Bariatric Surgery Linked to Acute Pancreatitis Risk

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Bariatric Surgery Linked to Acute Pancreatitis Risk

New research suggests that bariatric surgery, commonly done to help people lose weight and improve other health factors, may increase the risk of acute pancreatitis. 

In a study published in the December issue of Obesity Surgery, researchers from the Cleveland Clinic in Ohio found many patients who underwent different types of bariatric surgery also developed acute pancreatitis.

Researchers followed nearly 2,700 patients who underwent some type of bariatric surgery between January 2004 to September 2011. Patients underwent either Roux-en Y gastric bypass, sleeve gastrectomy, adjustable gastric banding or other procedures.

Out of 2,695 subjects who underwent bariatric surgery, 28 (1.04%) developed acute pancreatitis during a follow-up of three and a half years. One of those patients died of complications associated with acute pancreatitis as a result.

While obesity is seen as a potential factor in the development of acute pancreatitis, the rate seen among bariatric surgery patients was significantly higher than the rate of acute pancreatitis in the general population, researchers noted.

Out of the 28 patients that suffered acute pancreatitis, almost half were determined to have other abnormal findings as well, including a prior history of pancreatitis, gallstones or ductal dilation. Researchers said these abnormalities, and others, could be predictors of whether a bariatric surgery patient was at an increased risk of acute pancreatitis.

Rapid weight loss was one of the key predictors of acute pancreatitis; a significant factor patients are hoping to achieve after undergoing bariatric surgery.

The average body mass index (BMI) before surgery was 47.4, which dropped to 38.3 within an average of one and a half years post-op.

Researchers found that 79% of those who suffered acute pancreatitis underwent gastric banding, also known as the Lap-Band. However, the researchers noted that type of surgery was far more popular than other bariatric surgeries, which could account for why so many cases were associated with it.

A study published late last year revealed gastric bypass surgery offers patients more weight loss, but is also more likely to cause complications. In fact, patients who underwent gastric banding lost twice the amount of weight as other bariatric surgeries, but experienced higher risks of short term complications and long-term hospitalizations.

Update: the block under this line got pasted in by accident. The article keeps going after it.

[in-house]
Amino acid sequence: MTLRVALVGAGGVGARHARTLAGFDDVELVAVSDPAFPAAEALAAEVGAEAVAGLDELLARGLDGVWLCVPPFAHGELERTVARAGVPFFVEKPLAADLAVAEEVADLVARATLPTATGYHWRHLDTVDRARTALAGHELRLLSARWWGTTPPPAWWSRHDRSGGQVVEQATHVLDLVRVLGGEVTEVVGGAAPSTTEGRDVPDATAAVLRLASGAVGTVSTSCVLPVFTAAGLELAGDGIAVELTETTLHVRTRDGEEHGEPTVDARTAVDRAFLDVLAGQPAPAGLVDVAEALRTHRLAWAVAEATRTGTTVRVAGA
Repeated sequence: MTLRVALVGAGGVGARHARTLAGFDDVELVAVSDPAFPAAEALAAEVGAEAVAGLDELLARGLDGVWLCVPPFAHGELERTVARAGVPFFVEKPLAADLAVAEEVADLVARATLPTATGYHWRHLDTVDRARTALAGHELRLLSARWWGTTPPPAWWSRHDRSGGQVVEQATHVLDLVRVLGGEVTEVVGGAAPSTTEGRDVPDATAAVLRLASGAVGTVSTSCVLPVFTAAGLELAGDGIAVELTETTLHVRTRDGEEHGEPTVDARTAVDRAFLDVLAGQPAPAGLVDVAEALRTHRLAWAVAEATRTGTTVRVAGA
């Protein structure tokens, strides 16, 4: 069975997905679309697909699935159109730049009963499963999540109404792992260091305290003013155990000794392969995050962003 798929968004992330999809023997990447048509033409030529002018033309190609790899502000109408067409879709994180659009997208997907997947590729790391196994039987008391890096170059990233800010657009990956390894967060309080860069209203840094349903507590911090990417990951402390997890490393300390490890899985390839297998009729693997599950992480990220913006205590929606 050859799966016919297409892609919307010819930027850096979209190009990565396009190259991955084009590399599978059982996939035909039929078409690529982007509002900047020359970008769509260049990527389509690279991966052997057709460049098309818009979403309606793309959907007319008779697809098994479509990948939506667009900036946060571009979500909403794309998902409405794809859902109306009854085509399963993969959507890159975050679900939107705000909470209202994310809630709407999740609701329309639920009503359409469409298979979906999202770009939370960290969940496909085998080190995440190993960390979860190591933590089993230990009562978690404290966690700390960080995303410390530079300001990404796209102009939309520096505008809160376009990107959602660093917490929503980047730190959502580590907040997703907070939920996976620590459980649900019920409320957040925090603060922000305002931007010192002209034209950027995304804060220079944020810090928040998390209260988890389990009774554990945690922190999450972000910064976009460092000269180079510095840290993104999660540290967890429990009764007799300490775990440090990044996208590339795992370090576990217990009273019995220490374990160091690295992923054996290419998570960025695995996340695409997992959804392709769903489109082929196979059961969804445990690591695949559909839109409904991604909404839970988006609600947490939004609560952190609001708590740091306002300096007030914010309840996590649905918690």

Another consideration researchers discussed was the factor of chronic low-grade inflammation caused by obesity. This can put patients at risk for developing more severe acute pancreatitis. Often inflammatory markers do not decrease after surgery for six to 24 months.

Alcohol induced pancreatitis was not seen during the study, but researchers admitted alcohol use may be an under-recognized cause of acute pancreatitis. One patient who denied alcohol use and developed acute pancreatitis was later treated for alcohol dependence one year later.

Increasing Obesity Leading to More Surgeries

The prevalence of obesity in the U.S. reached nearly 36% in 2010 with the frequency of bariatric surgeries becoming increasingly common. Researchers estimate 53 procedures were conducted per 100,000 adults in 2008.

The American Medical Association officially named obesity as a recognizable disease in 2013.

More than 150,000 people will elect to undergo some form of bariatric surgery each year. With advancements in surgery, the mortality rate dropped to 0.1%. However, a study published in 2011 highlighted a large number of serious complications following bariatric surgery. Researchers found side effects of weight loss surgery can include malnutrition, vision problems, vitamin deficiencies and other serious complications.

More procedures can mean more complications. A study published in October of last year concluded bariatric surgery can lead to reduced long-term survival rates, risks of microvascular and macrovascular events and negative mental health outcomes.

“Because of the growing recognition of obesity as a disease and the increasing number of bariatric surgeries, it is vital to understand potential complications in this patient population,” the researchers determined.

Researchers say it is important to have careful follow-up with radiological monitoring if bariatric surgery patients show warning factors for acute pancreatitis.

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